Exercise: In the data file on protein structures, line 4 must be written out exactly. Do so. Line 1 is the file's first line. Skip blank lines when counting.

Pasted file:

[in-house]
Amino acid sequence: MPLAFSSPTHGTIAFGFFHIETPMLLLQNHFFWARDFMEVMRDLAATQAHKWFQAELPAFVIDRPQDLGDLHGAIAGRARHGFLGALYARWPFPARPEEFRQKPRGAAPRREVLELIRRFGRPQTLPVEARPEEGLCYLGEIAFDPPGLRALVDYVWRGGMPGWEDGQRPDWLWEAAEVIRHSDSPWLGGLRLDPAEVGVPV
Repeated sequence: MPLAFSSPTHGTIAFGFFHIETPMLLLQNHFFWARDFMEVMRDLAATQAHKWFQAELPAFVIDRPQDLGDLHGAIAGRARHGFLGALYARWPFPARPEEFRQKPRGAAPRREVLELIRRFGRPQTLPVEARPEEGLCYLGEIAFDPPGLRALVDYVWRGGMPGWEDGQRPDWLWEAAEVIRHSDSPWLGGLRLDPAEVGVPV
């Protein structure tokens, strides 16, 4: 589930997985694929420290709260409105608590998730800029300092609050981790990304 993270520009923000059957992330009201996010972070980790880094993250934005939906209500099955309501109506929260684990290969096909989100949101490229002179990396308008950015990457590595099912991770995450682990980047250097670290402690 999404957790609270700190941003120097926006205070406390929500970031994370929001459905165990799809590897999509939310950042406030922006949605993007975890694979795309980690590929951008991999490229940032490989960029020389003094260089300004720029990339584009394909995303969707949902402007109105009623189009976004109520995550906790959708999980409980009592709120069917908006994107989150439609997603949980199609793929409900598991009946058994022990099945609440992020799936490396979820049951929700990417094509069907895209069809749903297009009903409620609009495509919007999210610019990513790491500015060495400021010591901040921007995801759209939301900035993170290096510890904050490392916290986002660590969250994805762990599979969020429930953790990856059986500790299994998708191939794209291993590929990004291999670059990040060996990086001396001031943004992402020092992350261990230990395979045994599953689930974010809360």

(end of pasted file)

């Protein structure tokens, strides 16, 4: 589930997985694929420290709260409105608590998730800029300092609050981790990304 993270520009923000059957992330009201996010972070980790880094993250934005939906209500099955309501109506929260684990290969096909989100949101490229002179990396308008950015990457590595099912991770995450682990980047250097670290402690 999404957790609270700190941003120097926006205070406390929500970031994370929001459905165990799809590897999509939310950042406030922006949605993007975890694979795309980690590929951008991999490229940032490989960029020389003094260089300004720029990339584009394909995303969707949902402007109105009623189009976004109520995550906790959708999980409980009592709120069917908006994107989150439609997603949980199609793929409900598991009946058994022990099945609440992020799936490396979820049951929700990417094509069907895209069809749903297009009903409620609009495509919007999210610019990513790491500015060495400021010591901040921007995801759209939301900035993170290096510890904050490392916290986002660590969250994805762990599979969020429930953790990856059986500790299994998708191939794209291993590929990004291999670059990040060996990086001396001031943004992402020092992350261990230990395979045994599953689930974010809360």